A good brief history of the landscape genre is here. And also below.
Caspar David Friedrich (5 September 1774 – 7 May 1840) German Romantic landscape painter.
I love the restricted pallete and the way the trees reach up to the vast, hazy sky. A ruined abbey and a graveyard in early morning (?) light. This gives a very haunting effect. Is it a statement on the ruins of Europe at the time?
John Constable, ‘Branch Hill pond’, oil sketch source: https://www.vam.ac.uk/articles/constables-oil-sketches
This is from the V&A site which has a lot of interesting information about Constable’s oil sketches. I think they are more interesting than his big oil paintings, more spontaneous! I love the rays of light breaking through the cloud and the reflection of this on the pond. I note the inclusion of some tiny figures, just to give scale and proportion to it and the use of ariel perspective, the way the countryside fades away into the distance.
Samuel Palmer: ‘The Harvest Moon: Drawing for ‘A Pastoral Scene’ source: http://www.tate.org.uk/art/artworks/palmer-the-harvest-moon-drawing-for-a-pastoral-scene-n03699
This is a study for another painting, ‘¡A pastoral scene’. I love the moon in this; a beautiful bold moon way before zoom camera gave that effect. I may be wrong but I think most artists described the moon small as in real life at this time. The moonlight on the workers in the fields is just beautiful.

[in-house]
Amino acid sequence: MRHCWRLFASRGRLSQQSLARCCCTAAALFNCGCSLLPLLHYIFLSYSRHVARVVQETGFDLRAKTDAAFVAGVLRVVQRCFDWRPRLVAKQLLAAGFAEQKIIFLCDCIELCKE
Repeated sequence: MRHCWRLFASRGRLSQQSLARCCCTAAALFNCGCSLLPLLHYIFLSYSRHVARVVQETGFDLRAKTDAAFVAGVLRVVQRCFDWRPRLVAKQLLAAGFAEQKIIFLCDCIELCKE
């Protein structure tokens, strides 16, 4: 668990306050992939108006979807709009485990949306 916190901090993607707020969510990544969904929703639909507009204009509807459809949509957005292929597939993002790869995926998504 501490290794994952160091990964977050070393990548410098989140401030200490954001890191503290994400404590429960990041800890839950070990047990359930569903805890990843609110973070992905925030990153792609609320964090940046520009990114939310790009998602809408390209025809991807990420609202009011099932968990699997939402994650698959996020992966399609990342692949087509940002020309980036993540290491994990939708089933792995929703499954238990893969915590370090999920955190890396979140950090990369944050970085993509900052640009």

Thomas Cole. American artist source: https://www.nga.gov/content/ngaweb/Collection/art-object-page.106485.html
Two thirds of this landscape is the sky! But so delicately described. Cole was America’s leading landscape painter during the first half of the nineteenth century. It must be rather hard to capture a sky as the clouds move and change as does the light but I make note of this, as endless land to me is not so interesting but a dramatic sky can make all the difference. Also a night scene with moonlight, as the Palmer, above, shows.
I love Shiele’s rather naive, jumbled houses and landscapes. I realise I might be reference Shiele too much…but I do love his work. he houses in my town jumble around in a similar way to these. In ‘Edge of town(Krumlov Town Crescent)’ he uses a pallette of blues and greens with pops of reds and oranges, I note how the houses curve around; both jumbled and yet somehow ordered.
source: book ‘Egon Shiele’ bought at his home town long ago at the Shiele Centrum, Cesky Krumlov.
Modern artists reflecting environmental concerns
I found the work of Paul Nash interesting. When you look closely at this ‘sea’ you see it is actually German war planes, all broken, shot down machines together forming the sea. Was the message that we had destroyed all these German planes? or that the effect of war was to destroy the landscape….
‘Dead Sea’ 1940-41 oil on canvas. source: http://www.tate.org.uk/whats-on/tate-britain/exhibition/paul-nash
There is an interesting video on this site too.
Nash saw the spiritual side of the English landscape (I love his early tree sketches) but then when the war came he painted to show how the war and man was destroying/changing the landscape.
I think L.S. Lowry also had a message with his smoking chimneys and his industrial scenes and the smallness of the people that he painted. How small man is and yet he has created all this industry and how the sky is filling with the smoke….source: http://www.tate.org.uk/art/artworks/lowry-industrial-landscape-t00111